On March 8th, 1994, Nine Inch Nails released The Downward Spiral, a landmark not just for Trent Reznor's career, but for hard, electronic-oriented music in general. Featuring harrowing and uncompromising tracks like "Mr. Self Destruct," "March of the Pigs," "Hurt" and "Closer," which managed the difficult feat of being addictively catchy while also being unbearably intense, the densely layered record has sold almost 4 million copies in the U.S. alone, and influenced just about every dark and edgy metal, hardcore and/or electronic act that came after it.
In 1992, NIN's heavily distorted Broken EP had signaled Reznor's move away from the clean and commercial sounds of 1989's Pretty Hate Machine; now, nearly two years later, it was clear that Reznor's artistic vision had evolved even further. "This time I wanted to make an album that went in 10 different directions, but was all united somehow," he told Guitar World in 1994. "I didn't want to box Nine Inch Nails into a corner, where everything would be faster and harder than the last record ... On this record, I was more concerned with mood, texture, restraint and subtlety, rather than getting punched in the face 400 times."
Most of the album was infamously written and recorded at Le Pig, Reznor's home studio at 10050 Cielo Drive in Beverly Hills, the same address where actress Sharon Tate, her unborn child, and four other people were murdered by followers of Charles Manson. Reznor has insisted many times that he had rented the property before learning of its history. "The reason I was there is because it's a cool, nice house on this beautiful green mountainside that overlooks the whole city from the ocean to the downtown," he told Kerrang! in 1994. "It's really quiet and secluded, yet it's also five minutes from the Whisky …"
"If there was any sort of vibe then it was one of quiet, maybe sadness. But the nice thing about the house, which I feel had nothing to do with what happened there, was that I wouldn't leave it for weeks. The house was on its own, gated in, and once I realized I hated L.A., there was never any reason to leave. That perhaps added to the isolation and claustrophobia of the record."
Here are eight things you might not know about the album.
Recorded at a time when much of the rock world was looking back to Seventies punk and heavy rock for inspiration, Trent Reznor used David Bowie's moody and atmospheric 1977 masterpiece Low as a guiding light for The Downward Spiral. "I got into Bowie in the Scary Monsters era, then I picked up Low and instantly fell for it," he told Kerrang! "I related to it on a song-writing level, a mood level, and on a song-structure level … I like working within the framework of accessibility, and songs, of course, but I also like things that are more experimental and instrumental, maybe. You may still be expressing extreme emotions, but instead of loud guitars it's the silence of restraint. When you think it's going to explode and it doesn't, it's over."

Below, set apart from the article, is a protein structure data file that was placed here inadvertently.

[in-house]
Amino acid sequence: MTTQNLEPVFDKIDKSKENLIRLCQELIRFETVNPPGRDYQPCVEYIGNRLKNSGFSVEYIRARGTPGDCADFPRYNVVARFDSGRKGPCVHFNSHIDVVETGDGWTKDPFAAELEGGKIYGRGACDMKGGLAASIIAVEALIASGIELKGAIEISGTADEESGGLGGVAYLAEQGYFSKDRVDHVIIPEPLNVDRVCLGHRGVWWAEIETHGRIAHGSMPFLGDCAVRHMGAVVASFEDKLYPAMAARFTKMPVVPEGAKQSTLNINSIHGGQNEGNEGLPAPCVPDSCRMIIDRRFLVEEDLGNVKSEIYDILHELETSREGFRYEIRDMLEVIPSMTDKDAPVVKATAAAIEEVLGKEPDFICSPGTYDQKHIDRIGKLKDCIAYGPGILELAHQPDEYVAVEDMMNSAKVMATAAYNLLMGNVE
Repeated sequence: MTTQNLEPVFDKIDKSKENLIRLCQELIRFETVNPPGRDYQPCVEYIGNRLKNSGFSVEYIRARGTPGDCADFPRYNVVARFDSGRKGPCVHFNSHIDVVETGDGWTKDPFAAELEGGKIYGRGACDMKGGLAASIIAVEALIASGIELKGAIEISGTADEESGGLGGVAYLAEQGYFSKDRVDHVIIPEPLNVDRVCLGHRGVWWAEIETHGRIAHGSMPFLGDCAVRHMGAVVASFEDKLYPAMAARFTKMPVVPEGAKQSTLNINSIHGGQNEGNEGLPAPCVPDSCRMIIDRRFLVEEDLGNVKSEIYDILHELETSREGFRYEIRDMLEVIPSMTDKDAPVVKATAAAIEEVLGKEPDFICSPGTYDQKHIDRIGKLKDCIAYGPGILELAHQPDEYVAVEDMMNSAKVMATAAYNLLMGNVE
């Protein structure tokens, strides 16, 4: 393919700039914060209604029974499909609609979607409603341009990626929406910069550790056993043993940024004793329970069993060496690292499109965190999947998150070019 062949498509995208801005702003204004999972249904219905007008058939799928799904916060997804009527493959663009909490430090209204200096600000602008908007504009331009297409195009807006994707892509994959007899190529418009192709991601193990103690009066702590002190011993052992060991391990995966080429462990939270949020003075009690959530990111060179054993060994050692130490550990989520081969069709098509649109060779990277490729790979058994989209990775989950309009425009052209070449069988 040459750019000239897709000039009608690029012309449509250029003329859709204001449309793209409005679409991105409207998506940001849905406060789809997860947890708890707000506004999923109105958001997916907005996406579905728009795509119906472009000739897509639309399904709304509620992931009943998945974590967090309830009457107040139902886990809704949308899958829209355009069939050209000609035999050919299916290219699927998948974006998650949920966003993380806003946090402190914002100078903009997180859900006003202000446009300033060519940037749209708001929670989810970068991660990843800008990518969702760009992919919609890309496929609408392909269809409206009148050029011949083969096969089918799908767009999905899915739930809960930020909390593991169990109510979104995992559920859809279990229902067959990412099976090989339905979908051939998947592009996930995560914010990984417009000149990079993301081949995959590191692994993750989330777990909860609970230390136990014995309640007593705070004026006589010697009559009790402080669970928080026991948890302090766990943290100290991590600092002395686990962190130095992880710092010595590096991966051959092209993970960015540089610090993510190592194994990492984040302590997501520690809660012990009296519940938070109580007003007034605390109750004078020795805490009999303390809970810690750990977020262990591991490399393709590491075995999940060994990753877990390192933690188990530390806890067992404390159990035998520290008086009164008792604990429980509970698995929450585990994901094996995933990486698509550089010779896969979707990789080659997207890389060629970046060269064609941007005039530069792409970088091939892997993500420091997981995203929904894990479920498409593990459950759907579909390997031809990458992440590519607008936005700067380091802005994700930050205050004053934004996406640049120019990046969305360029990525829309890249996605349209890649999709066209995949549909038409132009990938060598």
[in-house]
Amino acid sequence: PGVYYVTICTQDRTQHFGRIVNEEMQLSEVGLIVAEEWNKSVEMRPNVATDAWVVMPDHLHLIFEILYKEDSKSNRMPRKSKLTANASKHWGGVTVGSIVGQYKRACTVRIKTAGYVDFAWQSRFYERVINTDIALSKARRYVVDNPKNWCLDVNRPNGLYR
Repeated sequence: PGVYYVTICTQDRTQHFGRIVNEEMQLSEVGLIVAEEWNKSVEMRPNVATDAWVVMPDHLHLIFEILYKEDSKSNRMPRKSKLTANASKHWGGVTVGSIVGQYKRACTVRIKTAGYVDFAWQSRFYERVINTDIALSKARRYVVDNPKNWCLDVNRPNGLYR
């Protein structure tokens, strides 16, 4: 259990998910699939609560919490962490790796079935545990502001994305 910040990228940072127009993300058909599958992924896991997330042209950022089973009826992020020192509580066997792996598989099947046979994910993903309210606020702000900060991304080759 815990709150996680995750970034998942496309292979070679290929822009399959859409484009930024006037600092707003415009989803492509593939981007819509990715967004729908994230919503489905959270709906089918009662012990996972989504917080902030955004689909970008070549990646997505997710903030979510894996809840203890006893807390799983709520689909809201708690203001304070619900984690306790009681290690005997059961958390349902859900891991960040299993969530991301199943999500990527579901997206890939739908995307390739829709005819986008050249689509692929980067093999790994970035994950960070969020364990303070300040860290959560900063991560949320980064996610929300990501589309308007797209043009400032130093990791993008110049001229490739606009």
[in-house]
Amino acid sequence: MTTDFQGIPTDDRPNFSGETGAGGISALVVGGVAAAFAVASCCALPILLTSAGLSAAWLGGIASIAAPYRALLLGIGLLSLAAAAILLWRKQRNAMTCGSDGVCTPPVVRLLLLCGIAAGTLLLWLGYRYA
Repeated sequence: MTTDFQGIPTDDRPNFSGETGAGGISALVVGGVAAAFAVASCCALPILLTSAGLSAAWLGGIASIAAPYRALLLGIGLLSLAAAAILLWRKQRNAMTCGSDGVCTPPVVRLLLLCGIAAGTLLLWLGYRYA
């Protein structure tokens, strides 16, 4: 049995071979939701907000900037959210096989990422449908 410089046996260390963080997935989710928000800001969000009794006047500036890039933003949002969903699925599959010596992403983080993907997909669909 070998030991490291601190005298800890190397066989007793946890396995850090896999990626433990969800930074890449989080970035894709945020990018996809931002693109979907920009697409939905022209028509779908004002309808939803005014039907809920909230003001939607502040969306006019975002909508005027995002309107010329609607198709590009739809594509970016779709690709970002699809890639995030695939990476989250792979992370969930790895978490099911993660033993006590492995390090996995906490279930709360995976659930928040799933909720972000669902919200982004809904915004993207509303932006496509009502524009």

Despite Reznor's reputation for perfectionism, and the fact that it took a year and a half to complete The Downward Spiral, most of his own vocal and guitar contributions to the album were recorded in a fairly off-the-cuff manner. "The music just flows out of Trent like no one else I've ever known," longtime NIN engineer and mixer Sean Beavan told Sound on Sound in 2012. "As with any great artist, there's a lot of procrastination, but while he's playing [video] games, his brain is still working and at any moment he could come up with something fantastic."
Beavan recalled that he and the other engineers working on the album always had been on their toes, in case Reznor suddenly felt a creative urge. "You had to make sure that one or two mics were always available for him to sing at any given moment," he said. "You captured the moment with him. It might seem that there wasn't a lot of thought behind what he was doing, yet he'd obviously been thinking about it for a long, long time and he would lay down maybe three tracks of the vocal without ever repeating himself. He'd always ad-lib stuff, and after you picked one of the takes he would never allow you to punch in anything less than an entire verse … To his way of thinking, whereas the rhythm should be perfect, the emotion should come from the voice and the guitar. So those things were largely performed in a single take."
The fact that The Downward Spiral was recorded at the same house were Sharon Tate and her friends were murdered by followers of Charles Manson led many listeners to believe that the lyrics to several of the album's songs were written in reference to the killings. The word "Pig" had been written in blood on the door of the house by one of the killers, so therefore the song "Piggy" — with its chorus of "Nothing can stop me now" — was widely interpreted as being about a mass murderer and his "family." However, former NIN guitarist Richard Patrick (later of Filter) believes the song was actually about the dissolution of his friendship with Reznor.
"When a guy writes a song called 'Piggy' about you, there's obviously tension or some leftover shit," Patrick, who left NIN in 1993 during the recording of The Downward Spiral, told the Sacramento Bee in 2010. "My nickname was Piggy. He's writing songs about me … you know, I wish it hadn't been so complicated and so weird. I wish it would have been a little more fun. Maybe one of these days we'll talk and it'll be OK, but it doesn't feel like it's a friendship, that's for sure."